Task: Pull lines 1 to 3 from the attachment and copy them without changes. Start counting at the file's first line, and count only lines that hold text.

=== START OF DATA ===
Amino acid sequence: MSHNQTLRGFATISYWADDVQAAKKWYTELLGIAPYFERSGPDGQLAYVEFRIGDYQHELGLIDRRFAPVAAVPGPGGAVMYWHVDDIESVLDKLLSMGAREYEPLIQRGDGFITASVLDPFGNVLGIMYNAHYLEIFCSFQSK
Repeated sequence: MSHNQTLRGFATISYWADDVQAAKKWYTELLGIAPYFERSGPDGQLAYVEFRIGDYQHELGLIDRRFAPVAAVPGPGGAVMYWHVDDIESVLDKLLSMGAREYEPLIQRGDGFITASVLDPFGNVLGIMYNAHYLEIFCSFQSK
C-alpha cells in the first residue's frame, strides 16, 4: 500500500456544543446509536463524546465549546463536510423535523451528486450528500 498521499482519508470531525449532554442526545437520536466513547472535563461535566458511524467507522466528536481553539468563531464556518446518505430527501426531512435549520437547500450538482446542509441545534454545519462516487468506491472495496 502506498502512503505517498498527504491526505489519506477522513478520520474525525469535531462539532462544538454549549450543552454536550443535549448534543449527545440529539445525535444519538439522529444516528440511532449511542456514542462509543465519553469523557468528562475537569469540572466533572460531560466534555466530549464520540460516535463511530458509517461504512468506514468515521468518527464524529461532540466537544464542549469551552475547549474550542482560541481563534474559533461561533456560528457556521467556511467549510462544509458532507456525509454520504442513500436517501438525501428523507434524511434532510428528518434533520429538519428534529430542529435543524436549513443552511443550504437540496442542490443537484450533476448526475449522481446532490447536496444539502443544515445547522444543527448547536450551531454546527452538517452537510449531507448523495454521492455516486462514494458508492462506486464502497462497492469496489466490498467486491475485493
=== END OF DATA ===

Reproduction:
Amino acid sequence: MSHNQTLRGFATISYWADDVQAAKKWYTELLGIAPYFERSGPDGQLAYVEFRIGDYQHELGLIDRRFAPVAAVPGPGGAVMYWHVDDIESVLDKLLSMGAREYEPLIQRGDGFITASVLDPFGNVLGIMYNAHYLEIFCSFQSK
Repeated sequence: MSHNQTLRGFATISYWADDVQAAKKWYTELLGIAPYFERSGPDGQLAYVEFRIGDYQHELGLIDRRFAPVAAVPGPGGAVMYWHVDDIESVLDKLLSMGAREYEPLIQRGDGFITASVLDPFGNVLGIMYNAHYLEIFCSFQSK
C-alpha cells in the first residue's frame, strides 16, 4: 500500500456544543446509536463524546465549546463536510423535523451528486450528500 498521499482519508470531525449532554442526545437520536466513547472535563461535566458511524467507522466528536481553539468563531464556518446518505430527501426531512435549520437547500450538482446542509441545534454545519462516487468506491472495496 502506498502512503505517498498527504491526505489519506477522513478520520474525525469535531462539532462544538454549549450543552454536550443535549448534543449527545440529539445525535444519538439522529444516528440511532449511542456514542462509543465519553469523557468528562475537569469540572466533572460531560466534555466530549464520540460516535463511530458509517461504512468506514468515521468518527464524529461532540466537544464542549469551552475547549474550542482560541481563534474559533461561533456560528457556521467556511467549510462544509458532507456525509454520504442513500436517501438525501428523507434524511434532510428528518434533520429538519428534529430542529435543524436549513443552511443550504437540496442542490443537484450533476448526475449522481446532490447536496444539502443544515445547522444543527448547536450551531454546527452538517452537510449531507448523495454521492455516486462514494458508492462506486464502497462497492469496489466490498467486491475485493